Saturday, December 6, 2008

"We write this to make our joy complete."

Here in Honors, Ryan just started a Hall Bible Study, and we're going through the book of First John. John writes in 1:3-4:
We proclaim to you what we have seen and heard, so that you also may have fellowship with us. And our fellowship is with the Father and with his son, Jesus Christ. We write this to make our joy complete.
Ryan asked, what does that mean--making our joy complete? And that got me thinking.

John walked and talked with Jesus for three years during his ministry. ("That which... we have heard, which we have seen with our eyes, which we have looked at and our hands have touched...," verse 1.) He knows this eternal life, "which was with the Father and has appeared to us." He has fellowship with the Father and, even though he's now ascended, his son Jesus Christ. It excites him! This is real, this is eternal life, and he wants them to know it too!

When I'm excited about something, it's even better when I find someone else who's excited about it too. When I see an awesome movie, I love to see it again with people who haven't seen it before, in the hope that they'll enjoy it as much as I do. Now we both enjoy it, and we fellowship in it--this enjoyment is something we share. Few people will go to a theater alone, no matter how awesome the movie is. When I see a hilarious YouTube video, I show it to my family and friends. There's a very real sense in which my joy in something is complete with I can rejoice in it with others.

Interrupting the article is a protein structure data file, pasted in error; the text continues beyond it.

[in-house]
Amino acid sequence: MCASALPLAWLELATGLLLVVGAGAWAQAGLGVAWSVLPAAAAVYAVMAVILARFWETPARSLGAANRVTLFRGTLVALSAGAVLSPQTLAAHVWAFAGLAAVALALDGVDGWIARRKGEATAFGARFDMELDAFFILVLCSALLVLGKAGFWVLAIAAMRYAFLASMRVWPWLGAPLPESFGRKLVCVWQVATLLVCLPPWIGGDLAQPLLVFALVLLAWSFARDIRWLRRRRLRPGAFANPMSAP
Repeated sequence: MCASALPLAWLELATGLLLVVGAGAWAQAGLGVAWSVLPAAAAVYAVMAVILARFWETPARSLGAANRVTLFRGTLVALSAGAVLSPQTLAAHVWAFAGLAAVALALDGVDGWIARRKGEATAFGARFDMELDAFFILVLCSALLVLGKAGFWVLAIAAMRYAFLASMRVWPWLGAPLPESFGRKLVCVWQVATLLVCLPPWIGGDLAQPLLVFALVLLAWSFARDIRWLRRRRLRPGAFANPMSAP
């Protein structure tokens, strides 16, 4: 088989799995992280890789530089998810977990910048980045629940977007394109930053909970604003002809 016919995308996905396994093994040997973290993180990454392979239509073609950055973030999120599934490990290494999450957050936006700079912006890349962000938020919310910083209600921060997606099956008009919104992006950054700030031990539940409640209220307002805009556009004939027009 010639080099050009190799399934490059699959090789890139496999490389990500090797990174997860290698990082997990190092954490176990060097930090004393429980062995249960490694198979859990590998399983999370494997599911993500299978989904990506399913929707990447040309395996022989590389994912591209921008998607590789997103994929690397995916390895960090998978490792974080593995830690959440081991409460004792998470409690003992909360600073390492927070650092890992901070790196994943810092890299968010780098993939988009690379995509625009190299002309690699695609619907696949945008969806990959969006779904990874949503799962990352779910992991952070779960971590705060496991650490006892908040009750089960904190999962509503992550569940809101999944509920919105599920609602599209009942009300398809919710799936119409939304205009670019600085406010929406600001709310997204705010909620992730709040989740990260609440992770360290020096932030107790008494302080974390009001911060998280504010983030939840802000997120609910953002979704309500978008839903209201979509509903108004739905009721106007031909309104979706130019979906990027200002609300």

I think that's what John means when he says, "We write this to make our joy complete." He has fellowship with the Father and with his son Jesus Christ. He wants us, reading this, to have it too. May we have the same desire for others, that our joy may be complete!

Monday, December 1, 2008

The love of God more than all

C.S. Lewis, in the preface to his book "The Problem of Pain":

"I must add, too, that the only purpose of the book is to solve the intellectual problem raised by suffering; for the far higher task of teaching fortitude and patience I was never fool enough to suppose myself qualified, nor have I anything to offer my readers except my conviction that when pain is to be borne, a little courage helps more than much knowledge, a little human sympathy more than much courage, and the least tincture of the love of God more than all.”